Is RBG 'Bound by Law' to Recuse Herself on Travel Ban Case?

While the U.S. Supreme Court eases into the summer recess, Justice Ruth Bader Ginsburg will be working overtime on one issue: whether she should recuse herself from the Trump travel ban case.

In a letter to "Madam Justice Ginsburg," three score Republicans have bellowed, "Yes!" Other politicians and pundits say, "No!"

The debate will likely continue through the season, but everyone seems to agree on one point: Ginsburg, by law, will make the decision herself.

Justice Kennedy to Retire -- Again?

Remember when you were a kid, waking up before sunrise to see if Santa Claus had done his job yet?

You probably checked several times throughout the night before the moment finally came. And it did, of course, because Santa Claus was real -- at least until you got older.

So it is with the retirement of Justice Anthony Kennedy. Every kid in the press corps has been checking like clockwork to see if he's there yet, and the rumors keep coming.

Religious School Entitled to Public Playground Money

Heralded as a major church-state decision, the U.S. Supreme Court said a church-owned school is entitled to state funds available for playgrounds open to the public.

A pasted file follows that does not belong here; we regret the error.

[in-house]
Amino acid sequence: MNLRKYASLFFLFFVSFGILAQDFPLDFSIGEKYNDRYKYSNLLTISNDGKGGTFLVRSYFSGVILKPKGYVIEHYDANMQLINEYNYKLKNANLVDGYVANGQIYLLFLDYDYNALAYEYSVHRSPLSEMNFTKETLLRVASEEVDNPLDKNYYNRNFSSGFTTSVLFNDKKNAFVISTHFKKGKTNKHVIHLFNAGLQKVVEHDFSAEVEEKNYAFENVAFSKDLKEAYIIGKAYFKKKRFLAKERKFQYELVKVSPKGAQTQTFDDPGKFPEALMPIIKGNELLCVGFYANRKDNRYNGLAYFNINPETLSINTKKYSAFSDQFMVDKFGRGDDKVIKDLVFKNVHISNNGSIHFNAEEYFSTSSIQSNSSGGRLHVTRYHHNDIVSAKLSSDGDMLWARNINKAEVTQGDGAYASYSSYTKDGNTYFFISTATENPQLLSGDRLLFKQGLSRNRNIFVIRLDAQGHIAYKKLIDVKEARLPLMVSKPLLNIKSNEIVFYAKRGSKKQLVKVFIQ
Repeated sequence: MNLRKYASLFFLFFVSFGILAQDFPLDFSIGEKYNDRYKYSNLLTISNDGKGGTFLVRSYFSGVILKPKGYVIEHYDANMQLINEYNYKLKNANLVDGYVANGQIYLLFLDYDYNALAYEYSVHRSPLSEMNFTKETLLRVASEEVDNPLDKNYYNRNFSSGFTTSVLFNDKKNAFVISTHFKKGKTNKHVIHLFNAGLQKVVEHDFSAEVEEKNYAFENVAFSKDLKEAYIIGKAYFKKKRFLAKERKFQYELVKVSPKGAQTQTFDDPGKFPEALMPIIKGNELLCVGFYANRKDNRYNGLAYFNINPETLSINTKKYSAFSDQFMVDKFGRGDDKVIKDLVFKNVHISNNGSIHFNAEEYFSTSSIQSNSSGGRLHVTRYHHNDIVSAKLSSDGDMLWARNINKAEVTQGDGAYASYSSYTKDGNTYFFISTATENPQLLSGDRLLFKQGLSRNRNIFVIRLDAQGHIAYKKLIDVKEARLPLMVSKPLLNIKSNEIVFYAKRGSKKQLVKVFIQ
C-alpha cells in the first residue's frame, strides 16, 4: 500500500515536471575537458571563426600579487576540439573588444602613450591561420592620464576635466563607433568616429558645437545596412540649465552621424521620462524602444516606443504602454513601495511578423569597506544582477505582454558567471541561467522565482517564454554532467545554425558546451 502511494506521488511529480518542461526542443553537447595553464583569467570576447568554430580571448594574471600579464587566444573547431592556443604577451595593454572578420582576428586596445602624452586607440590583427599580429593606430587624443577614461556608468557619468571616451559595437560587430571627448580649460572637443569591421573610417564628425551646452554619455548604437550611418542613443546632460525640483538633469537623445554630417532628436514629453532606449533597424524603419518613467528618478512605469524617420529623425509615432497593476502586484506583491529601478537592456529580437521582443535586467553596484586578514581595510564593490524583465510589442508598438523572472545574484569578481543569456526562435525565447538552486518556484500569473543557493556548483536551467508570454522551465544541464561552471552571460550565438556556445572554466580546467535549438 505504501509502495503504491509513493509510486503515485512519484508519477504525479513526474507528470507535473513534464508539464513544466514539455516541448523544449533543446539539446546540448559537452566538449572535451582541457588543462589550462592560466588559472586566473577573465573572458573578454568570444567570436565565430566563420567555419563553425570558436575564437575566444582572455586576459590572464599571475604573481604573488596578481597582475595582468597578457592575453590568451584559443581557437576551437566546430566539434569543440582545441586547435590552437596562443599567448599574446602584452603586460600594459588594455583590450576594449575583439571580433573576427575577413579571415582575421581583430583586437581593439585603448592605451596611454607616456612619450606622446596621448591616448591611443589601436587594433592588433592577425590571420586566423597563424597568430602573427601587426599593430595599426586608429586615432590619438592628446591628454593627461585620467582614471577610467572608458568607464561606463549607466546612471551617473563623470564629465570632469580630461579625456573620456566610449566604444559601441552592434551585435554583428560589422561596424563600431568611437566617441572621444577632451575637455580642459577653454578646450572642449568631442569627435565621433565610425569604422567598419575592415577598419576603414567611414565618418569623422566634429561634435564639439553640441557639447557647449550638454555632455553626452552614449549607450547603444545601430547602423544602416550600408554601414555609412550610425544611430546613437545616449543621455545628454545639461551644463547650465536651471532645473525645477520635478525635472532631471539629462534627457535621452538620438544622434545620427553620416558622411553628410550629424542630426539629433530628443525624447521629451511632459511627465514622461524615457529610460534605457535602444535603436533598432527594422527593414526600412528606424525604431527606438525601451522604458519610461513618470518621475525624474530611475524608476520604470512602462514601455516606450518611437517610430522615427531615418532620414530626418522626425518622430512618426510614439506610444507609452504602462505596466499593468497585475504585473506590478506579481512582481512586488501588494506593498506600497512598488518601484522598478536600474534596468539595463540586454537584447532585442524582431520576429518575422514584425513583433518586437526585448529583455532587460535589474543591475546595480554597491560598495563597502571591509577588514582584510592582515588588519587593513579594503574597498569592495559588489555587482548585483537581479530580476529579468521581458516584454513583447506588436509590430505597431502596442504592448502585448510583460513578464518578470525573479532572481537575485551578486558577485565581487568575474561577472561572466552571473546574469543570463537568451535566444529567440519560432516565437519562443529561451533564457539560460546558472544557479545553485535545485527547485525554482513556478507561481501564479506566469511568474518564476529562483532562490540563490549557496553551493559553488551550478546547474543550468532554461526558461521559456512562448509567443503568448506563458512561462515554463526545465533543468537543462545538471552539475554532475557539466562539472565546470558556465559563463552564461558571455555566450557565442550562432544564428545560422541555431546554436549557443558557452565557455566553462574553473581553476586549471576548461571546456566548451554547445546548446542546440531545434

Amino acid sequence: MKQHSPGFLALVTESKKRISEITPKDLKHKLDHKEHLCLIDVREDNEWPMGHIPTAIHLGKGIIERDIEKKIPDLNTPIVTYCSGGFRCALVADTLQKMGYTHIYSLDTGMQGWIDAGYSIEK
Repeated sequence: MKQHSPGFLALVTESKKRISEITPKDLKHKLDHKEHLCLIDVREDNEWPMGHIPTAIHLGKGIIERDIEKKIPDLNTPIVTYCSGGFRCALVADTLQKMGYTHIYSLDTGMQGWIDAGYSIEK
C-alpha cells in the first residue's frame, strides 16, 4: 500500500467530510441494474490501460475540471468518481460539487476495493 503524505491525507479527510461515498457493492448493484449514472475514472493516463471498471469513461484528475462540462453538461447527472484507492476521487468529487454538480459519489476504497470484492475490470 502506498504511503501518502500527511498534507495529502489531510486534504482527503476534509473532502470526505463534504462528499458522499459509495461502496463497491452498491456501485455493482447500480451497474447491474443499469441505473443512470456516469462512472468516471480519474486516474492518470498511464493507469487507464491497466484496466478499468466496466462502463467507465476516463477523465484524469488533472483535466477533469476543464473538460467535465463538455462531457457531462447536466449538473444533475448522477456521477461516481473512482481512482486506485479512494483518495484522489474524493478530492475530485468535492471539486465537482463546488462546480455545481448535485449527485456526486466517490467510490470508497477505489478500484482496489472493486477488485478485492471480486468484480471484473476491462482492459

The decision in Trinity Lutheran Church of Columbia v. Comer marked a turning point in the church-state debate and an ending point for the Court session. The justices have taken a recess for the summer.

Observers called the case a "major" decision under the Free Exercise clause. The decision prompted separate opinions from five justices, who voted 7-2 for the church.

Supreme Court: Detainees Can't Sue Government for Jailing After 9/11

The U.S. Supreme Court said illegal aliens who were jailed after the Sept. 11 attacks cannot sue top government officials, but they may proceed against the jailer.

In Ziglar v. Abassi, the court acknowledged that the six named plaintiffs -- including five Muslims -- suffered for months in a Brooklyn jail before they were deported. The court said what happened to them was "tragic," but the principal defendants were not liable for damages.

"There is ... a balance to be struck, in situations like this one, between deterring constitutional violations and freeing high officials to make the lawful decisions necessary to protect the nation in times of great peril," Justice Anthony Kennedy wrote for the court. "The proper balance is one for the Congress, not the Judiciary, to undertake."

Supreme Court: Sex Offenders Have Free Speech Rights to Use Social Media

Absolving a sex offender for posting on Facebook, the U.S. Supreme Court struck down a North Carolina law that banned registered sex offenders from using social media.

In the unanimous ruling, the Supreme Court said the statute violated the First Amendment. It abridges "lawful speech as the means to suppress unlawful speech," Justice Anthony Kennedy wrote in Packingham v. North Carolina.

"A fundamental principle of the First Amendment is that all persons have access to places where they can speak and listen, and then, after reflection, speak and listen once more," the Court said in affirming and remanding the widely reported case.